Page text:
Figure E2.9 Microelectronic Circuits, Sixth Edition Sedra/Smith Copyright © 2010 by Oxford University Press, Inc.

Figure E2.13 Microelectronic Circuits, Sixth Edition Sedra/Smith Copyright © 2010 by Oxford University Press, Inc.

Figure 2.15 Representing the input signals to a differential amplifier in terms of their differential and common-mode components. Microelectronic Circuits, Sixth Edition Sedra/Smith Copyright © 2010 by Oxford University Press, Inc.

Figure 2.16 A difference amplifier.
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Figure 2.17 Application of superposition to the analysis of the circuit of Fig. 2.16.
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Figure 2.19 Finding the input resistance of the difference amplifier for the case R3 = R1 and R4 = R2. Microelectronic Circuits, Sixth Edition Sedra/Smith Copyright © 2010 by Oxford University Press, Inc.

Figure 2. 20 A popular circuit for an instrumentation amplifier
Figure 2.20 A popular circuit for an instrumentation amplifier. (a) Initial approach to the circuit (b) The circuit in (a) with the connection between node X and ground removed and the two resistors R1 and R1 lumped together. This simple wiring change dramatically improves performance. (c) Analysis of the circuit in (b) assuming ideal op amps. Microelectronic Circuits, Sixth Edition Sedra/Smith Copyright © 2010 by Oxford University Press, Inc.

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Figure 2.22 The inverting configuration with general impedances in the feedback and the feed-in paths. Microelectronic Circuits, Sixth Edition Sedra/Smith Copyright © 2010 by Oxford University Press, Inc.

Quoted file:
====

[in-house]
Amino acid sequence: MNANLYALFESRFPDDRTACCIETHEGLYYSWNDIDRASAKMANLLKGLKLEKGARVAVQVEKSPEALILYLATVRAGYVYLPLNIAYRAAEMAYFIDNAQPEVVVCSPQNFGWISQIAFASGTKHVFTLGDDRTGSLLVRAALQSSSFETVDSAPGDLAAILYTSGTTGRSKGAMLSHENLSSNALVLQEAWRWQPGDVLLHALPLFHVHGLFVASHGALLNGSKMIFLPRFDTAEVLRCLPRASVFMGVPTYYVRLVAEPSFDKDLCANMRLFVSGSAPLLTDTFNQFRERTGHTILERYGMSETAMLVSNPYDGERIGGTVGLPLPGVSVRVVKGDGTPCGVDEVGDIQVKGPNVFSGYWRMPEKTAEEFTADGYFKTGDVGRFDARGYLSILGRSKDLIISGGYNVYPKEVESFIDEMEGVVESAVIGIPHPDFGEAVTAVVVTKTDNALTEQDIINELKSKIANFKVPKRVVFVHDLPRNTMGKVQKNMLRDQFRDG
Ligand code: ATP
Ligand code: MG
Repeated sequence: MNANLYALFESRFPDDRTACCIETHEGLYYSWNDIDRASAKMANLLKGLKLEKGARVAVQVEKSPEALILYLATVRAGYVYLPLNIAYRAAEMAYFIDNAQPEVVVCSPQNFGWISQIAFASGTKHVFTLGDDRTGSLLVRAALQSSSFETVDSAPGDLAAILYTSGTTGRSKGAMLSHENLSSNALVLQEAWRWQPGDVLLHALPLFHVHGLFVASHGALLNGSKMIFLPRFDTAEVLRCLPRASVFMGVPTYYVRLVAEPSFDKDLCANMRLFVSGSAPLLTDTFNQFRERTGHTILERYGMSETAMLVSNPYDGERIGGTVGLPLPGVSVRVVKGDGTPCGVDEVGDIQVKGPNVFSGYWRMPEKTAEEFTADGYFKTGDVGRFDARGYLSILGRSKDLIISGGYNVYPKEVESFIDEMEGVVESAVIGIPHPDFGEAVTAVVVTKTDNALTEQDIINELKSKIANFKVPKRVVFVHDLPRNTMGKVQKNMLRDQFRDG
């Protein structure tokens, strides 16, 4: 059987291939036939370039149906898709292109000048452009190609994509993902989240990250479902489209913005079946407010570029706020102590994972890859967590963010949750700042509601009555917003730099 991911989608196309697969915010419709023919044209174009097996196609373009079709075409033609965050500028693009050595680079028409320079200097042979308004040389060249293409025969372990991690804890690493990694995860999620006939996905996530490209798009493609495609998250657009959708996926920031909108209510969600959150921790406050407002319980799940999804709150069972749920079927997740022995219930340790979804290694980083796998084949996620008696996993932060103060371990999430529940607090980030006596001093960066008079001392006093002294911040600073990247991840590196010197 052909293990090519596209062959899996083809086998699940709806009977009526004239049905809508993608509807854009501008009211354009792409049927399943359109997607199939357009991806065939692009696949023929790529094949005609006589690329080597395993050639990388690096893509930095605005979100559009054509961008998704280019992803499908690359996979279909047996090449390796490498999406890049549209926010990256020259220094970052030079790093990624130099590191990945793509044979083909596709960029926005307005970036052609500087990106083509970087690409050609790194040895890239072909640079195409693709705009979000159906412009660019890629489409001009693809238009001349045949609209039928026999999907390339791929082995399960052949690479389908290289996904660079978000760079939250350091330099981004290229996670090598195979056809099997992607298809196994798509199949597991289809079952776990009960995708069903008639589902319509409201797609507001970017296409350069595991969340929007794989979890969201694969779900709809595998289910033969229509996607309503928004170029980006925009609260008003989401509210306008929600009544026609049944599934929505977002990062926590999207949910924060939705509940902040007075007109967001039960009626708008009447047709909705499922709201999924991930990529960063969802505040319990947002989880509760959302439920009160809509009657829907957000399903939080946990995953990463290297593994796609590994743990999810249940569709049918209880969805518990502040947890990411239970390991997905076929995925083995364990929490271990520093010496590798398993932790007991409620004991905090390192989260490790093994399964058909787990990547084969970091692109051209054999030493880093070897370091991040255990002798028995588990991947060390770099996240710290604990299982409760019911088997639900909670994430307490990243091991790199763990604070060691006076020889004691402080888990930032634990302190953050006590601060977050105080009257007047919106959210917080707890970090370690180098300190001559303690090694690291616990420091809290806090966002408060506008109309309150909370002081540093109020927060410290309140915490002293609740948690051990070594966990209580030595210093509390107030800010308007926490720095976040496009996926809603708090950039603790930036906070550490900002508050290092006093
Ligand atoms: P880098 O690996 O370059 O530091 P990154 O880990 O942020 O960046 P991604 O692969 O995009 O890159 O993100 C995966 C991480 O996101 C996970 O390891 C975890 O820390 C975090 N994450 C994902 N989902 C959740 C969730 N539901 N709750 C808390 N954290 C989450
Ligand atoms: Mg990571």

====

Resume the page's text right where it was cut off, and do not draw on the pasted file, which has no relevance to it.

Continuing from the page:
Figure 2.23 Circuit for Example 2.4.
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Figure 2. 24 (a) The Miller or inverting integrator
Figure 2.24 (a) The Miller or inverting integrator. (b) Frequency response of the integrator. Microelectronic Circuits, Sixth Edition Sedra/Smith Copyright © 2010 by Oxford University Press, Inc.

Figure 2.25 The Miller integrator with a large resistance RF connected in parallel with C in order to provide negative feedback and hence finite gain at dc. Microelectronic Circuits, Sixth Edition Sedra/Smith Copyright © 2010 by Oxford University Press, Inc.

Figure 2. 26 Waveforms for Example 2. 5: (a) Input pulse
Figure 2.26 Waveforms for Example 2.5: (a) Input pulse. (b) Output linear ramp of ideal integrator with time constant of 0.1 ms. (c) Output exponential ramp with resistor RF connected across integrator capacitor. Microelectronic Circuits, Sixth Edition Sedra/Smith Copyright © 2010 by Oxford University Press, Inc.

Figure 2. 27 (a) A differentiator
Figure 2.27 (a) A differentiator. (b) Frequency response of a differentiator with a time-constant CR. Microelectronic Circuits, Sixth Edition Sedra/Smith Copyright © 2010 by Oxford University Press, Inc.

Figure 2.28 Circuit model for an op amp with input offset voltage VOS.
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Figure E2.21 Transfer characteristic of an op amp with VOS = 5 mV.